After GT, all other patients presented with fever, vomiting, lack of appetite, mild thrombocytopenia and liver enzyme elevation, but only in two patients did the dose of prednisone need to be increased and require prolonged treatment (see Table 1
—Patients 1NZ–5NZ and 6ZN). Probably due to a longer (5 months) corticosteroids treatment period, one of the patients presented with demineralization fractures (Figure 1
), for which treatment was recommended with supplementary vitamins (C, D) and minerals (calcium, magnesium, phosphorus).
For the only patient who received first onasemnogene abeparvovec-xioi (Patient 6ZN—see Table 2
), CHOP increased four points after 6 months from T1 and nine points 6 months after T2 (before the fifth dose of nusinersen). Ventilation time was reduced by 2 h/day for 6 months after T1, while in the same period after T2, no change in NIV hours was needed. For cough assist, a decrease was registered—1 time for T1, but no change after T2.
In the other five patients who received nusinersen first (Patient 1NZ-5NZ—see Table 1
), we observed the following:
Higher improvements in CHOP-INTEND scores 6 months after T1 compared to the same period after T2. Calculated medians for CHOP-INTEND: before T1—15 points, 6 months later it increased to 35 points; before T2—40 points, 6 months later it increased to 52 points.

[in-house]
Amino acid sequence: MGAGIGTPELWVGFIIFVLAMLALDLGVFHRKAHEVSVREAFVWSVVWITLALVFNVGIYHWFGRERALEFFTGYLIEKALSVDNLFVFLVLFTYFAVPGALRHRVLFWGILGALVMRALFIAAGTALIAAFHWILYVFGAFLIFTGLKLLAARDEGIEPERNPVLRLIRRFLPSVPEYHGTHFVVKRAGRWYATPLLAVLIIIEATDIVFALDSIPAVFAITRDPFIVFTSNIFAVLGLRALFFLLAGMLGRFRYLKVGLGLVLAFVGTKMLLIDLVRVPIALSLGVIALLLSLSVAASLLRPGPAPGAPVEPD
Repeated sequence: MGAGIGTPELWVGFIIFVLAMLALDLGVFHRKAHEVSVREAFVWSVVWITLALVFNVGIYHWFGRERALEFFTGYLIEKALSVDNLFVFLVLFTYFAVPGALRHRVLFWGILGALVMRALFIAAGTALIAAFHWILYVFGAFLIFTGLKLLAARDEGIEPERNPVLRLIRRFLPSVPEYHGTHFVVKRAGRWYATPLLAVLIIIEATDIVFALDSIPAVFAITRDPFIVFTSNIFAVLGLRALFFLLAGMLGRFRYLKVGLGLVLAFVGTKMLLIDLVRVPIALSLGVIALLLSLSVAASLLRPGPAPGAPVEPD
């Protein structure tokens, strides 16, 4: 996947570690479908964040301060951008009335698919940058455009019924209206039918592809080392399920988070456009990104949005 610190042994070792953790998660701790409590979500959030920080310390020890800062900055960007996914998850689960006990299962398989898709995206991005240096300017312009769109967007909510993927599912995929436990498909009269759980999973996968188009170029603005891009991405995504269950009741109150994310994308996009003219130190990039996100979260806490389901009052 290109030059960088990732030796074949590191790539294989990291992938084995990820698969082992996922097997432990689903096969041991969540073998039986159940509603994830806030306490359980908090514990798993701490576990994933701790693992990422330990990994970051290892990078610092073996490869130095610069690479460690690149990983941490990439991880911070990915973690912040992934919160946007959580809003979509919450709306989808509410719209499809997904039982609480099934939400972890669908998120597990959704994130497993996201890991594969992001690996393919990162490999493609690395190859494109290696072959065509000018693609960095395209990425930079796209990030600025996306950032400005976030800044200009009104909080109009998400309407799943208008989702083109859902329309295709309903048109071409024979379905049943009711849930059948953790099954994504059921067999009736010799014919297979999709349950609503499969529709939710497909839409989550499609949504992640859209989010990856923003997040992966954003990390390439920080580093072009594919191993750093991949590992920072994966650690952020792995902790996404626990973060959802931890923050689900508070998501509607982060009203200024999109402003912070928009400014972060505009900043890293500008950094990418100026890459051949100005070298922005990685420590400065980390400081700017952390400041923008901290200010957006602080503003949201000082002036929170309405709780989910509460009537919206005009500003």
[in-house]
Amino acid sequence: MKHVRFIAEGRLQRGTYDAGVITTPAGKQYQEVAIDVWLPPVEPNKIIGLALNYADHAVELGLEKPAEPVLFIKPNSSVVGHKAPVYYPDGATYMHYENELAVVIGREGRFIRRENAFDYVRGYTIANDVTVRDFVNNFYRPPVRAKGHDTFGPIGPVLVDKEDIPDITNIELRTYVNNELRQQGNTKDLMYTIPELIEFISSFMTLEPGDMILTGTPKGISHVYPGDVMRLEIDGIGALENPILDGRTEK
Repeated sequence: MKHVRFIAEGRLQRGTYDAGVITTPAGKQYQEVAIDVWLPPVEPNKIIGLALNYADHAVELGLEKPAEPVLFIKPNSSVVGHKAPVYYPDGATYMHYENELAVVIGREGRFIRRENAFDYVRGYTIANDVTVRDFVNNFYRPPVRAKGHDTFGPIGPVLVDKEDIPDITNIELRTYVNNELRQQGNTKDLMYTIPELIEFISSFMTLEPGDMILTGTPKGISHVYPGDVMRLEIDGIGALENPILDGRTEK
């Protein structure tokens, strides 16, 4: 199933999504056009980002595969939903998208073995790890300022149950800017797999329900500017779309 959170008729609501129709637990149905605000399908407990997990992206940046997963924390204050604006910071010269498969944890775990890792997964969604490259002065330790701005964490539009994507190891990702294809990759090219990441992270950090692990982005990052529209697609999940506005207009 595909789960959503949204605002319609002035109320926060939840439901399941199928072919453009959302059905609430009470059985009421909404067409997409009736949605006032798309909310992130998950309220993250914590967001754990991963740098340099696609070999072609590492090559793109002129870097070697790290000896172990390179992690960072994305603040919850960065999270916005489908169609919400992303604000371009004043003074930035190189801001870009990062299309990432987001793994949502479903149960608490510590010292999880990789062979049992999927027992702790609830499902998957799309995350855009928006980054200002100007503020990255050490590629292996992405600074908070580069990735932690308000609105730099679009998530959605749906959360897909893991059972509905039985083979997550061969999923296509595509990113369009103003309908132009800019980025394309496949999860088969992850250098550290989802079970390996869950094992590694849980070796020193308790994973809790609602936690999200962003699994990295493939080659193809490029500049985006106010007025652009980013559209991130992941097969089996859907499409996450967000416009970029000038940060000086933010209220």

Ventilation hours were not modified 6 months after T1, the median being 16 for both evaluations. However, before T2, median for the ventilation hours dropped to 12 and after T2 to 8 h/day.
Median for cough assist number of sessions was 4 before T1, 3 after 6 months from T1. Before T2, median was 3, and 6 months later it decreased to 1 time per day.
In the control group, for the 6-month period evaluated, we observed slight improvements in ventilation (median decreased by 2 h per day—see Table 2
) and insignificant changes in the cough assist session (see Table 2
Statistical analysis for CHOP-INTEND score evolution 6 months after therapy initiation for both groups—the control group and the study group (at 6 months after T1 and 6 months after T2)—is presented in Table 3